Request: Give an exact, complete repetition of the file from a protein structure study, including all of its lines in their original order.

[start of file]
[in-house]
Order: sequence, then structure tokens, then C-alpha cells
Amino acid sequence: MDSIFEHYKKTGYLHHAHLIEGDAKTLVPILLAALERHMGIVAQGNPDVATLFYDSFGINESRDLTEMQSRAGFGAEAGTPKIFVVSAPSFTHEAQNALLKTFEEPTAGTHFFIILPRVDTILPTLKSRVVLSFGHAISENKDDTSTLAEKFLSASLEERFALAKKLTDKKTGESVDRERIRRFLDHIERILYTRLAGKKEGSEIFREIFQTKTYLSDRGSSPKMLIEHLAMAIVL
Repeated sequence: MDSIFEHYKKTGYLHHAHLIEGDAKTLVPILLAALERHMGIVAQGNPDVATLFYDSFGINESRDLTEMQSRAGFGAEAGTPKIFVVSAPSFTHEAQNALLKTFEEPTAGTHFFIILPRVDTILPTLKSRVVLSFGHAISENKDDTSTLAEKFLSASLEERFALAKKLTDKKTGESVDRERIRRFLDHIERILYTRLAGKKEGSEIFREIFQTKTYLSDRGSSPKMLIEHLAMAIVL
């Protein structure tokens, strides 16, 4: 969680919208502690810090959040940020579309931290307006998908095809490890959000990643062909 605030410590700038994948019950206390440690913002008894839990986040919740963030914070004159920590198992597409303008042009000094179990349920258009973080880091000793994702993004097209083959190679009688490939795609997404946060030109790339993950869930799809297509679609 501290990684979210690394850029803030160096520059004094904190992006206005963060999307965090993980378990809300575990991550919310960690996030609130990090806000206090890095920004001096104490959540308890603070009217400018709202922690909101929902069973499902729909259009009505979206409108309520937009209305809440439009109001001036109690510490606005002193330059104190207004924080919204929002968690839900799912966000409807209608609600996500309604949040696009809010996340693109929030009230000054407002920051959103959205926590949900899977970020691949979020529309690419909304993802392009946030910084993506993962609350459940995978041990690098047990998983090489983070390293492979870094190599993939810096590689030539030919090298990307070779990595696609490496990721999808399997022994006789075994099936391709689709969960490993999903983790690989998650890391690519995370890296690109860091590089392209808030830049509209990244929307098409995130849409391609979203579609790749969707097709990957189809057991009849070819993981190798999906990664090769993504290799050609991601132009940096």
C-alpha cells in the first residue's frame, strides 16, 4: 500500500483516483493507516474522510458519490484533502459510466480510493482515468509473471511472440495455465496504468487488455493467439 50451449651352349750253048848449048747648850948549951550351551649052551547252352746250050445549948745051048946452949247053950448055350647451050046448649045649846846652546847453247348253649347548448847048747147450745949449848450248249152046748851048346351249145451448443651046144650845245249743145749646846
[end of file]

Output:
[in-house]
Order: sequence, then structure tokens, then C-alpha cells
Amino acid sequence: MDSIFEHYKKTGYLHHAHLIEGDAKTLVPILLAALERHMGIVAQGNPDVATLFYDSFGINESRDLTEMQSRAGFGAEAGTPKIFVVSAPSFTHEAQNALLKTFEEPTAGTHFFIILPRVDTILPTLKSRVVLSFGHAISENKDDTSTLAEKFLSASLEERFALAKKLTDKKTGESVDRERIRRFLDHIERILYTRLAGKKEGSEIFREIFQTKTYLSDRGSSPKMLIEHLAMAIVL
Repeated sequence: MDSIFEHYKKTGYLHHAHLIEGDAKTLVPILLAALERHMGIVAQGNPDVATLFYDSFGINESRDLTEMQSRAGFGAEAGTPKIFVVSAPSFTHEAQNALLKTFEEPTAGTHFFIILPRVDTILPTLKSRVVLSFGHAISENKDDTSTLAEKFLSASLEERFALAKKLTDKKTGESVDRERIRRFLDHIERILYTRLAGKKEGSEIFREIFQTKTYLSDRGSSPKMLIEHLAMAIVL
């Protein structure tokens, strides 16, 4: 969680919208502690810090959040940020579309931290307006998908095809490890959000990643062909 605030410590700038994948019950206390440690913002008894839990986040919740963030914070004159920590198992597409303008042009000094179990349920258009973080880091000793994702993004097209083959190679009688490939795609997404946060030109790339993950869930799809297509679609 501290990684979210690394850029803030160096520059004094904190992006206005963060999307965090993980378990809300575990991550919310960690996030609130990090806000206090890095920004001096104490959540308890603070009217400018709202922690909101929902069973499902729909259009009505979206409108309520937009209305809440439009109001001036109690510490606005002193330059104190207004924080919204929002968690839900799912966000409807209608609600996500309604949040696009809010996340693109929030009230000054407002920051959103959205926590949900899977970020691949979020529309690419909304993802392009946030910084993506993962609350459940995978041990690098047990998983090489983070390293492979870094190599993939810096590689030539030919090298990307070779990595696609490496990721999808399997022994006789075994099936391709689709969960490993999903983790690989998650890391690519995370890296690109860091590089392209808030830049509209990244929307098409995130849409391609979203579609790749969707097709990957189809057991009849070819993981190798999906990664090769993504290799050609991601132009940096």
C-alpha cells in the first residue's frame, strides 16, 4: 500500500483516483493507516474522510458519490484533502459510466480510493482515468509473471511472440495455465496504468487488455493467439 50451449651352349750253048848449048747648850948549951550351551649052551547252352746250050445549948745051048946452949247053950448055350647451050046448649045649846846652546847453247348253649347548448847048747147450745949449848450248249152046748851048346351249145451448443651046144650845245249743145749646846